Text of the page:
|Year : 2011 | Volume
| Issue : 2 | Page : 131--136
Palliative care in Enugu, Nigeria: Challenges to a new practice
Tonia C Onyeka
Department of Anaesthesia/Pain and Palliative Care Unit, University of Nigeria Teaching Hospital (UNTH), Ituku-Ozalla, Enugu, Enugu State, Nigeria
Tonia C Onyeka
Department of Anaesthesia/Pain and Palliative Care Unit, University of Nigeria Teaching Hospital (UNTH), Ituku-Ozalla, Enugu, Enugu State
Everyone, young and old, male and female, rich and poor, should have access to excellent care during the course of a serious illness and at the end of life. Therefore, a denial of such care becomes an infringement of the individual«SQ»s human rights. Because of the efforts of pioneers in this field of Medicine in Africa and beyond, both living and immortalized, we can now say that palliative care in the African context is affordable and achievable. In this article, some of the challenges faced in setting up and running a new palliative care practice in an emerging and developing economy are examined.
|How to cite this article:|
Onyeka TC. Palliative care in Enugu, Nigeria: Challenges to a new practice.Indian J Palliat Care 2011;17:131-136
|How to cite this URL:|
Onyeka TC. Palliative care in Enugu, Nigeria: Challenges to a new practice. Indian J Palliat Care [serial online] 2011 [cited 2019 Nov 12 ];17:131-136
Available from: http://www.jpalliativecare.com/text.asp?2011/17/2/131/84534
Palliative care involves the physical, emotional, practical, and spiritual aspects of the patient's suffering in the course of the illness.  The aim of this article is to present a view of the challenges encountered by us as we established the Pain and Palliative Care Unit of our hospital and to give suggestions and recommendations to leaders and policymakers in emerging and developing economies around the world on how best to encourage and promote the field of palliative care.
Canadian physician Balfour Mount, a pioneer in the Canadian hospice movement, first coined the term "palliative care."  The World Health Organization (WHO) defines palliative care as: "an approach that improves the quality of life of patients and their families facing the problems associated with life-threatening illness, through the prevention and relief of suffering by means of early identification and impeccable assessment and treatment of pain and other problems, physical, psychosocial, and spiritual." 
The hospice movement and modern-day palliative care is credited to Dame Cicely Saunders who started it in 1967. She was first a nurse, then a social worker, and finally trained and qualified to be a doctor.  Several models of palliative care approaches exist in emerging and developing economies today. They include home care type, hospital unit, the day-care model, hospital support team model, and the nursing home model. One model in Africa, the free-standing inpatient hospice, was developed to respond to the needs of people with cancer and eventually was broadened to include people living with HIV, e.g., Hospice Uganda. Another example is the hospice developed primarily in response to the HIV epidemic, e.g., TASO, Uganda.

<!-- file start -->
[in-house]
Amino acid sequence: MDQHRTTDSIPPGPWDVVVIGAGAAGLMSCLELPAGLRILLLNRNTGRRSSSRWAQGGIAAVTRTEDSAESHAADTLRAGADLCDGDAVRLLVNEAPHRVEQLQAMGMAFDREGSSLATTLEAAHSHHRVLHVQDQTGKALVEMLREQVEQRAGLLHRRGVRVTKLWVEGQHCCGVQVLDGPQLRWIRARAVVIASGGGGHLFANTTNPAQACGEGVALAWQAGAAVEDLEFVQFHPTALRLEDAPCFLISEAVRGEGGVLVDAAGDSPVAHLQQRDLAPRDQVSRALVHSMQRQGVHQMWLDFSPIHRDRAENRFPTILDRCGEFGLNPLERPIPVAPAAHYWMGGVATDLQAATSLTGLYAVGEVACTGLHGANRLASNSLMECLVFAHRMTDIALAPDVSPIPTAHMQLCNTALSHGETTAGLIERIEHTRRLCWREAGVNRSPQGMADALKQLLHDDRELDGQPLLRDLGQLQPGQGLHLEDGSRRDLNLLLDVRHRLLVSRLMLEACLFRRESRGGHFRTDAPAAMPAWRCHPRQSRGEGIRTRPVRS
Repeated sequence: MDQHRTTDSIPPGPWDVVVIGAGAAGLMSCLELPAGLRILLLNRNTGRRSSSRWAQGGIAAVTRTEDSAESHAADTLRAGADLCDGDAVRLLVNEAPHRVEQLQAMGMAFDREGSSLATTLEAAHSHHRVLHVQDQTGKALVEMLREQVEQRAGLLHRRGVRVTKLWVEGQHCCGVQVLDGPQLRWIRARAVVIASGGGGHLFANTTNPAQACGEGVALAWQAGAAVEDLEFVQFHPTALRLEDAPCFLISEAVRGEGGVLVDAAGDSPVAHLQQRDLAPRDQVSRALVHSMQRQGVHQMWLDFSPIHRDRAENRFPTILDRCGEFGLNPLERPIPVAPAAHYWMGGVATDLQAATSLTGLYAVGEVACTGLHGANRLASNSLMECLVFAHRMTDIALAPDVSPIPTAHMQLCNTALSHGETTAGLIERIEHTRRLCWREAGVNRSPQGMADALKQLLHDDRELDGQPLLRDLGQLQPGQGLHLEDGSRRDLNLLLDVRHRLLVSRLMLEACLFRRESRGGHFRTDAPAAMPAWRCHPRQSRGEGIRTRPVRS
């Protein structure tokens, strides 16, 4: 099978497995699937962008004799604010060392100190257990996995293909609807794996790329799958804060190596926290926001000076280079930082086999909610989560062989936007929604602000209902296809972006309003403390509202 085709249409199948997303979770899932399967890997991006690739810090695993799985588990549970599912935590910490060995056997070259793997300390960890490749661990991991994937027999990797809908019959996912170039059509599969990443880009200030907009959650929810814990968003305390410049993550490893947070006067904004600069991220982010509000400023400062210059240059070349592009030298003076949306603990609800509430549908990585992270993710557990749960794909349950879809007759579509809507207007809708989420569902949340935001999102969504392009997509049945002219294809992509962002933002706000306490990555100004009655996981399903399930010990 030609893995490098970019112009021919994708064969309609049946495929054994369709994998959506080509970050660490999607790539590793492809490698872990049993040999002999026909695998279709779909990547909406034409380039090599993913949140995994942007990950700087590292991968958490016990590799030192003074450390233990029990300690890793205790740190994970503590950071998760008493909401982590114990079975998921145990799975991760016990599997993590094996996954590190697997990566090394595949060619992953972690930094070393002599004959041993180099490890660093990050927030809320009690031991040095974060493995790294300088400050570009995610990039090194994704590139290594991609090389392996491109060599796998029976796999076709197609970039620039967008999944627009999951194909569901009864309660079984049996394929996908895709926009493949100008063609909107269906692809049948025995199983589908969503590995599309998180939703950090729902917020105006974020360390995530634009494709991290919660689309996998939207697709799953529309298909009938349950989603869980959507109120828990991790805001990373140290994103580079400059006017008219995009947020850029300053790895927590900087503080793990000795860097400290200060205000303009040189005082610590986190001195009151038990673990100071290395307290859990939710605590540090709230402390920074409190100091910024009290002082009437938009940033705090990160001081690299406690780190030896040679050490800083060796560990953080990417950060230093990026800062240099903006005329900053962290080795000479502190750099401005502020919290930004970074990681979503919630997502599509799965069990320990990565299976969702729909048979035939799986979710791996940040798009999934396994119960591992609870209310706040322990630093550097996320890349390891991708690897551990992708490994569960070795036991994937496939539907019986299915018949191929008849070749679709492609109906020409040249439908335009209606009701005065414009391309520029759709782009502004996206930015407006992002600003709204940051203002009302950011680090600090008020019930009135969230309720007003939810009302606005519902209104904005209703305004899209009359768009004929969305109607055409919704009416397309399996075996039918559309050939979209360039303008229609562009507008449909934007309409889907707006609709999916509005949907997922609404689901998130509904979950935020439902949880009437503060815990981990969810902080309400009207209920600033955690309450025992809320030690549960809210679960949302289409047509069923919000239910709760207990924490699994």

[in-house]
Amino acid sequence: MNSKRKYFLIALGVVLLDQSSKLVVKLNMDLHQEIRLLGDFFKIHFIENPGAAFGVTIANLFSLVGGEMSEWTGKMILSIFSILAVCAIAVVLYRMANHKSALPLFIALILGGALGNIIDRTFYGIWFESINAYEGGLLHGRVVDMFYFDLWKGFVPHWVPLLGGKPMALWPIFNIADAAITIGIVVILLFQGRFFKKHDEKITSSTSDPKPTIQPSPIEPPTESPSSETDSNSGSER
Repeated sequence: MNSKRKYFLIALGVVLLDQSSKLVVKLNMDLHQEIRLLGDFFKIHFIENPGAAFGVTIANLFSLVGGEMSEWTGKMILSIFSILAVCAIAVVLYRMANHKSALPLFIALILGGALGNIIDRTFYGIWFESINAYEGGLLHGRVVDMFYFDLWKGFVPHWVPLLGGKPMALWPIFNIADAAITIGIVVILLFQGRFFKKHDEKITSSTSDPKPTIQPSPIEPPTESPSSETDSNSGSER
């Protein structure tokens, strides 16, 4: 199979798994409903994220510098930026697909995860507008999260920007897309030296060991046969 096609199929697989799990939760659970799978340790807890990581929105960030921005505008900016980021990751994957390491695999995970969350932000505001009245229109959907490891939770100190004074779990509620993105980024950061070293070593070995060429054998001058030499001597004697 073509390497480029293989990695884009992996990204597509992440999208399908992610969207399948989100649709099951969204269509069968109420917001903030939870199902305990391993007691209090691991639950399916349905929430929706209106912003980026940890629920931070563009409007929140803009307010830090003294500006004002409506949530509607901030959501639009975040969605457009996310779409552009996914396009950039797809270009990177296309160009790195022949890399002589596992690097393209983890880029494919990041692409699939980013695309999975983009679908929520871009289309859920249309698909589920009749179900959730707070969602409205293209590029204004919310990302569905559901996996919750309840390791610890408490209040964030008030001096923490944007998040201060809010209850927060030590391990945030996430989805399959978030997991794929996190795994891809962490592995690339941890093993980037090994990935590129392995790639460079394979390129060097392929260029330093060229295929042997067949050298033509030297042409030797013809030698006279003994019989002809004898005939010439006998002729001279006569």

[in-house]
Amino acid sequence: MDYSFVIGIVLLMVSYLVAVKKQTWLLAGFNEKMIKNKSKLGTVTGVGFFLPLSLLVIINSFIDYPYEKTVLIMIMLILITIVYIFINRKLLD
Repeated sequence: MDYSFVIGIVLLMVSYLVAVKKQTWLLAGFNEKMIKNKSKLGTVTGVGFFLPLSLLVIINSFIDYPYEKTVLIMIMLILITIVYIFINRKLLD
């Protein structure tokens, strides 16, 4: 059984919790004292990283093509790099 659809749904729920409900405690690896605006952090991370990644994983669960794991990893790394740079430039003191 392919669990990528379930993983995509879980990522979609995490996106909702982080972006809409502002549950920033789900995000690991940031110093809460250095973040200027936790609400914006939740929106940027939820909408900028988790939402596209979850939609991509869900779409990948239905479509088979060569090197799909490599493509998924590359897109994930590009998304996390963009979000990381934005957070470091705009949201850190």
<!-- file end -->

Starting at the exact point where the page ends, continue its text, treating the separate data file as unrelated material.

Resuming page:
Palliative care was formally introduced to the Nigerian government policymakers and general public in 2003 through the Palliative Care Initiative of Nigeria (PCIN) now known as Center for Palliative Care, Nigeria (CPCN), located at the University College Hospital (UCH), Ibadan. Prior to this time, a few private-owned and missionary hospices existed in obscurity in the country. In 2007, CPCN launched its day-care hospice within the UCH. Our Pain and Palliative Care Unit, established in September 2008 as part of the Multidisciplinary Oncology Centre of the University of Nigeria Teaching Hospital (UNTH), Ituku-Ozalla, Enugu, is located in the South-Eastern region of Nigeria which is home to the Igbo tribe. A team consisting of one consultant physician anesthetist and some nurses from the multidisciplinary oncology unit began services with a pain clinic and inpatient rounds that later involved other tertiary medical institutions. In the course of practice, we have encountered the following challenges:
The Cancer and HIV Burden
Presently, the burden of terminal illness is increasing worldwide due to the rise in the prevalence of cancer, HIV/AIDS and increasing proportion of the elderly among us. In addition, there is increasing urbanization, industrialization, and westernization of dietary and other sociobehavioural attitudes in most developing countries.  In Africa alone, it is estimated that about 2.5 million people die annually from HIV/AIDS, while more than 0.5 million die from cancer. Nigeria, the most populous country in Africa with a population of 140 million (as in 2006), is currently has the third largest number of people living with HIV/AIDS, after South Africa and India.  The HIV/AIDS adult prevalence rate in Nigeria is 3.6%.  Approximately 100,000 new cases of cancer occur in Nigeria annually.  In our practice, we are overwhelmed by the large numbers of patients needing palliative care and are frequently called to see patients in other tertiary institutions and other hospitals within our region.
Late Presentation and Late Diagnosis